I find the ALS hearing to be of great importance to your defense. Such hearings may result in overturning the revocation order, frequently provide the impetus to achieve a favorable negotiated resolution of your legal problems, and many times provide testimony I can use to win your DWI trial, for at that hearing I can cross-examine the State's witnesses, under oath, and on the record. Even if you may have missed the deadline for requesting an ALS hearing, you still can defend the DWI in Court, and based upon some recent changes in Department of Safety regulations, it may still be possible for me to obtain for you a withdrawal of the ALS suspension, although you cannot obtain a hearing on your suspension.
OUT-OF STATE LICENSED DRIVERS: VITAL INFORMATION FOR YOU TO CONSIDER CONCERNING YOUR DRIVER'S LICENSE. If you hold a driver's license in a state other than New Hampshire and are arrested and charged with DUI/DWI in New Hampshire, you face the loss of your driver's license in your home state. Although New Hampshire cannot revoke your out-of-state license, but only your right to operate in New Hampshire, nevertheless, your state motor vehicle department undoubtedly will revoke your driver's license if you are convicted of DWI in New Hampshire. In addition, your home state may revoke your license for an administrative loss of license (ALS) in New Hampshire. Due to the operation of an interstate motor vehicle compact among the states, the New Hampshire Department of Safety is obligated to notify your home state of your conviction. Also, you should know that your home state may impose a longer license loss than the revocation of your right to operate in New Hampshire; it almost certainly will do so if you have a prior DWI offense in your state.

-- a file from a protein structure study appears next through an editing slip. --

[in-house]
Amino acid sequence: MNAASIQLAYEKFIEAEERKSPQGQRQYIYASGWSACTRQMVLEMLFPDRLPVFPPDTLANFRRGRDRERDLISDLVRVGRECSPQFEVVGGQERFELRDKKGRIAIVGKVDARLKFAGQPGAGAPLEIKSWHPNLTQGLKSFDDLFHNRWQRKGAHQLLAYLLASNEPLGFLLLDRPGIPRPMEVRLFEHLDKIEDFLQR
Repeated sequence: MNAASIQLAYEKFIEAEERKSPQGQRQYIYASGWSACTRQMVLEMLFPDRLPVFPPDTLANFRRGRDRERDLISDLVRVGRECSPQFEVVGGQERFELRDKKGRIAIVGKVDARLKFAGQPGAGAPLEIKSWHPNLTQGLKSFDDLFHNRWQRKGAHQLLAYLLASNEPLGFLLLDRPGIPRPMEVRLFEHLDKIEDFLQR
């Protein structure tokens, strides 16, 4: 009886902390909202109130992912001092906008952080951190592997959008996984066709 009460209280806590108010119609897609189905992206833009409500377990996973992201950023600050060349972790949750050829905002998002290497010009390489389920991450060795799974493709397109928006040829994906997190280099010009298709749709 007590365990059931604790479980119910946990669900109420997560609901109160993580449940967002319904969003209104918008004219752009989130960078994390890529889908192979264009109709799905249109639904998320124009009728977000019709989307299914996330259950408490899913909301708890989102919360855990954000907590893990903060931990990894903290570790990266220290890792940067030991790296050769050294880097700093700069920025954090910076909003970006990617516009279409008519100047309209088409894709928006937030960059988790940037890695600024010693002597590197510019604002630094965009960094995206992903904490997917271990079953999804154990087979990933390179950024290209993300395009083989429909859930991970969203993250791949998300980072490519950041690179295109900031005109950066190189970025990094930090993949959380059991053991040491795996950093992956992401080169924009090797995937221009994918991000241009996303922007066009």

For more specific and update information about the consequences in the State where you hold your license, you should contact an attorney licensed to practice in that State. You may also wish to review the DWI NEWS article entitled AVOIDING THE PITFALLS OF RECIPROCITY. If you are charged with DWI in a jurisdiction other than New Hampshire, STRUCKHOFF LAW OFFICE cannot represent you. We suggest that you visit the website of the National College for DUI Defense, where there is a map of the United States hyper linked to information about National College member DWI defense lawyers in most states.